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Rare association of two cardiovascular malformations successfully corrected in a single surgery: a case report

Journal of Cardiothoracic Surgery201712:58

https://doi.org/10.1186/s13019-017-0619-z

Received: 1 February 2017

Accepted: 12 July 2017

Published: 24 July 2017

Abstract

Background

Partial anomalous pulmonary venous connection (PAPVC) without an atrial septal defect (ASD) associated with coarctation of the aortic arch is a rare congenital cardiac anomaly. This rare combination is only described in a few studies; none report the correction of these two malformations in a single surgery.

Case presentation

A 5-year-old girl was admitted to our hospital because the echocardiography revealed coarctation of the aortic arch; this diagnosis was confirmed by computed tomography (CT), which also showed her left superior pulmonary vein draining into the vertical vein without ASD (Fig. 1). She exhibited no special clinical symptoms. Her upper-limb blood pressure was approximately 110/90 mmHg, whereas her lower-limb blood pressure was approximately 75/50 mmHg.

Conclusions

We surgically repaired the case of PAPVC to the vertical vein with aortic coarctation, in which the two cardiovascular malformations were corrected in a single surgery without cardiopulmonary bypass.

Keywords

Partial anomalous pulmonary venous connectionCoarctation of the aortic surgery

Background

PAPVC is a condition in which one or more pulmonary veins drain into the right atrium or a systemic vein; PAPVC is a frequently reported congenital cardiac anomaly [1]. However, PAPVC without ASD and with coarctation of the aortic arch is considered a rare congenital cardiac anomaly. To date, no reports describe the correction of both cardiovascular malformations in a single surgery.

Case presentation

A 5-year-old Chinese girl was admitted to our hospital because of her upper-limb high blood pressure. Regular echocardiography revealed coarctation of the aortic arch; this was confirmed by computed tomography (CT), which also showed her left superior pulmonary vein draining into the vertical vein without ASD (Fig. 1). She exhibited no special clinical symptoms and the pregnancy ultrasound screening in the prenatal diagnosis of fetal heart defects of the patient was negative. Her upper-limb blood pressure was approximately 110/90 mmHg, whereas her lower-limb blood pressure was approximately 75/50 mmHg.
Fig. 1

Preoperative computed tomography demonstrating the right superior pulmonary vein draining into the vertical vein and the coarctation of the aortic arch (AO = aorta; VV = vertical vein; LSPV = left superior pulmonary vein; red arrow = coarctation of the arch)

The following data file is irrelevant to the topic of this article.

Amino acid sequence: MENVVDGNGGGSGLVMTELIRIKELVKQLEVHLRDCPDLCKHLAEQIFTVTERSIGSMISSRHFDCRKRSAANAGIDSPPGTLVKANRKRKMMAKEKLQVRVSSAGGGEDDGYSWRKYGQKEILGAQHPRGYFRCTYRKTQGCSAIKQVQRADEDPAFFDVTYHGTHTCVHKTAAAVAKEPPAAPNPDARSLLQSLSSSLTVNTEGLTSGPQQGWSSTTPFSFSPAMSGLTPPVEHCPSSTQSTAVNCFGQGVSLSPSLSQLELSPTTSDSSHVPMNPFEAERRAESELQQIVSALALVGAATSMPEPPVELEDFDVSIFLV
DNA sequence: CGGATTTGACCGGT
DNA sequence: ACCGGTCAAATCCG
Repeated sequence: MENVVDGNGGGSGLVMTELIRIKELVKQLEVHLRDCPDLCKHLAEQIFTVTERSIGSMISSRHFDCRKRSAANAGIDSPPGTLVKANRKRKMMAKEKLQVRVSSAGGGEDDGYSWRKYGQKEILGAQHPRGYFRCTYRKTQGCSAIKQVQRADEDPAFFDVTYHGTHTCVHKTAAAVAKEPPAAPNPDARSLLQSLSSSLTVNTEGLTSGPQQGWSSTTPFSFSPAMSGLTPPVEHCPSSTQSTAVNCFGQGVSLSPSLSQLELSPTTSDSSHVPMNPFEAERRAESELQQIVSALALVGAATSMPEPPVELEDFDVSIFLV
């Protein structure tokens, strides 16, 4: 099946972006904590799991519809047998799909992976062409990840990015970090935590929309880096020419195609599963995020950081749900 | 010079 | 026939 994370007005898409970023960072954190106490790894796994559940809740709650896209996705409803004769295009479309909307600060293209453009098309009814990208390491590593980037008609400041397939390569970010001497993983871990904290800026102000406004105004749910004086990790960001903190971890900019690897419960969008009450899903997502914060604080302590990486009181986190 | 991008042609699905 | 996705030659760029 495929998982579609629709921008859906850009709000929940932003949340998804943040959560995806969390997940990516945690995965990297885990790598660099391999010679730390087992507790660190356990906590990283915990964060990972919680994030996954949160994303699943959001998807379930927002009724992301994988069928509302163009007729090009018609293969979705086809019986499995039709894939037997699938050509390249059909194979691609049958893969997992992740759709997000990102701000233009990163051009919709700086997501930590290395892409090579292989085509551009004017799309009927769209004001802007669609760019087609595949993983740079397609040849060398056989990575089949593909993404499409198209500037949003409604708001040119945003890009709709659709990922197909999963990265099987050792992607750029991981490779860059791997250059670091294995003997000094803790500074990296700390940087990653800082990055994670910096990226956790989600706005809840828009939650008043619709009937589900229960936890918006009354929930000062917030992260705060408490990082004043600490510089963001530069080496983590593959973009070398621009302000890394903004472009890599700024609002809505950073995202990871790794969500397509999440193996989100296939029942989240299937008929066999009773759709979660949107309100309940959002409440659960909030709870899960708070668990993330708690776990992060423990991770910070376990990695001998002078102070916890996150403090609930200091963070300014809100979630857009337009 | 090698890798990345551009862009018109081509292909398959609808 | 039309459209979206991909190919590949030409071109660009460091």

General anesthesia was induced. Before surgery, we lowered the patient’s body temperature to 35 °C. She was placed in a right lateral position, and thoracotomy was performed through the fourth intercostal space. The aortic arch, anomalous pulmonary vein, descending aorta, and vertical vein were dissected and encircled. After clamping both sides of the coarctation and clipping it out, we sutured the descending aorta with an end-to-end anastomosis. After the coarctation was corrected, we detached the anomalous left superior pulmonary vein from the vertical vein, which we then closed by continuous suturing. Next, we sutured the left superior pulmonary vein to the left atrial appendage. Intraoperative transesophageal echocardiography showed no pressure gradient or laminar flow through the anastomosis after blood flow was resumed. After surgery, her upper-limb blood pressure was approximately 90/60 mmHg, whereas her lower-limb blood pressure was approximately 80/50 mmHg. The patient was successfully extubated in the pediatric intensive care unit approximately 2 h after surgery. During this surgical procedure, we used just one unit of platelets in case of anastomotic leakage. One year after surgery, echocardiography (Fig. 2) demonstrated complete anastomosis of the aorta and the left atrial appendage and there were no pressure gradients both at the site of the coarctation repair and the pulmonary vein re-implantation at the LA. CT scan (Fig. 3) revealed that the forms of the left superior pulmonary vein and descending aorta were improved.
Fig. 2

Postoperative computed tomography demonstrating the left superior pulmonary vein draining into the left atrial appendage (AO = aorta; red arrow = correction of the coarctation; yellow arrow = left superior pulmonary vein draining into the left atrial appendage)